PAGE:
Most of her thunder is coming from her numerous slide show presentations that are available on YouTube. Much like the contestants on America's Got Talent Dr. Seneff has learned a lot from watching other academically oriented speakers.
After watching a few of her videos, one cannot help but notice that most of them are nothing but a poor rip-off of some of the main speakers who have been featured in a video on the Natural Health Perspective. Admittedly, however, Seneff does a lot better job of animating her Microsoft PowerPoint Slide Presentations, which expertise is no doubt coming from her computer background.
Then the most damning evidence against her claim that it is actually cholesterol sulfate rather than vitamin D that prevents cancer is two published research studies that have documented that cholesterol sulfate is a known marker for two different types of cancer: prostate cancer for males and ovarian and uterine cervical cancer for females. If cholesterol sulfate is so good at preventing cancer, why then can it be used to diagnose cancer?
In conclusion, Dr. Seneff appears likable on video. But, there is something off about her that at first is hard to put a finger on. The tip-off is without any advanced degrees in Health, or years of research experience, Stephanie presents herself as an expert on just about every topic imaginable.
Stephanie Seneff provides enough fluff for those who do not understand anything at all about how science works in order to support the delusions of people that strongly believe they can get enough sunshine in the States in order to save themselves from both heart disease and cancer. Sure sunning yourself is possible, but in most cases that would require using some type of a sun lamp on a daily basis. Using a lamp to artificially stimulate vitamin D production is no more "natural" than supplementation. The most delusional of them all seems to be Stephanie herself who resides in Boston, Massachusetts.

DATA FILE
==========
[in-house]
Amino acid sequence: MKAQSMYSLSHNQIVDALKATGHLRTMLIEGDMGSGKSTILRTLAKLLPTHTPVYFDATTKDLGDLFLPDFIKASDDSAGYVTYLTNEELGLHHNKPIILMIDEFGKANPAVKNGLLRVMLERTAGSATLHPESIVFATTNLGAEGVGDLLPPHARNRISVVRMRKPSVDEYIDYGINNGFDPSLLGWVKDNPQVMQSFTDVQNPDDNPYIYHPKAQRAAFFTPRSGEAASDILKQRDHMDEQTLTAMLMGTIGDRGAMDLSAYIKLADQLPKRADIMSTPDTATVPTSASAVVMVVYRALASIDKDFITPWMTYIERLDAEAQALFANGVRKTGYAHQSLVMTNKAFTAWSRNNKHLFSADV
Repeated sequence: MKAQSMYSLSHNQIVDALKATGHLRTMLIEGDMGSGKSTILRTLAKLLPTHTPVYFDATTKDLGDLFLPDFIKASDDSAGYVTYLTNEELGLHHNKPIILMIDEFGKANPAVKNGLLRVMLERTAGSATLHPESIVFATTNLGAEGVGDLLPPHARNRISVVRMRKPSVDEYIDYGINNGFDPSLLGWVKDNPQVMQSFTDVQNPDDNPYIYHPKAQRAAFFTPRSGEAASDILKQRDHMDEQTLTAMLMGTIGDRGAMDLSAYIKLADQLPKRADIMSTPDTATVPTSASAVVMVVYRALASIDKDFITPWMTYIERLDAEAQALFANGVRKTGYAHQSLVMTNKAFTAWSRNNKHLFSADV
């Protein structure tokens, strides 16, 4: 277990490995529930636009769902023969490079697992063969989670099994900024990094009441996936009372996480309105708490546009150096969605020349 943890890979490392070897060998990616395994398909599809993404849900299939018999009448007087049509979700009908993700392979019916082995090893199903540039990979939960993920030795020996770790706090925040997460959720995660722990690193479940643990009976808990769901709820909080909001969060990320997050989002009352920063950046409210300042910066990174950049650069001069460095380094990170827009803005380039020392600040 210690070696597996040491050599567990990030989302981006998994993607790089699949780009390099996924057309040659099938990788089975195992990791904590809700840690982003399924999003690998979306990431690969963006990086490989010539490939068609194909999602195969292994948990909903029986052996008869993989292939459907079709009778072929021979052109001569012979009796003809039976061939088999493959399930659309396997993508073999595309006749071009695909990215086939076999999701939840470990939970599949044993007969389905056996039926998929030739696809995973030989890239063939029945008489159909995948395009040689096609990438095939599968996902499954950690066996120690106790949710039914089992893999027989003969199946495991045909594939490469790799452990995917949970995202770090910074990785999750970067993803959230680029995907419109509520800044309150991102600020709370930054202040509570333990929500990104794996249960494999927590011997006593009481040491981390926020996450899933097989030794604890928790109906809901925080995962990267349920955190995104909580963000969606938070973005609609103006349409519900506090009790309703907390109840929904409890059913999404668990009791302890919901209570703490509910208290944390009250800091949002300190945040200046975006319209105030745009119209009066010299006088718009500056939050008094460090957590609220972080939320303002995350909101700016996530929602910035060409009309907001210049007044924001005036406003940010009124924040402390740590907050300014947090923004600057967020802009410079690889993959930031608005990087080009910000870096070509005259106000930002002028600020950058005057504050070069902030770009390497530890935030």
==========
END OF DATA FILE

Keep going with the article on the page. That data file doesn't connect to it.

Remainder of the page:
Not satisfied with the attention Dr. Seneff has gotten on just the vitamin D issue she has branched off on many other topics such as vaccines, dementia, autism, and the evils of the Roundup herbicide.
Vitamin D Supplements Work!
We have one entire article devoted to the health benefits of vitamin D.
On the Natural Health Perspective at least, vitamin D supplementation has NEVER been marketed as a quick fix for heart disease. Nor, is it being advocated as a quick fix for cancer, since it takes at least 3 years of daily supplementation. The evidence that supplementation with vitamin D effectively prevents cancer is quite solid. After over 30 years of research, the physical proof of effectiveness goes way beyond mere association.
- At least ten different physical mechanisms of action explain why vitamin D and calcium supplementation would be effective against age-related cancer.
- Vitamin D prevents cancer by controlling gene expression
- Vitamin D supplementation prevents cancer by boosting your natural immunity.
Furthermore, it has NEVER been about just vitamin D supplementation, since other nutrient cofactors are involved, such as calcium, magnesium, and selenium. These vitamin D cofactors can be effectively obtained from a healthy diet and / or by supplementation.
Of course, the gold standard of proof on the effectiveness of vitamin supplementation are randomized control trials (RCT). The definitive RCT research study to date on the effectiveness of vitamin D supplementation in preventing cancer is the Lappe Trial. Of course, there have been other randomized control trials on the effectiveness of vitamin D supplementation.
Whether or not sunning brings other factors into play is besides the point since RCTs have shown vitamin D supplementation, alone, to be effective.
Furthermore, the Natural Health Perspective advocates at least six different ways to prevent age-related cancer.
Stephanie Seneff on the Web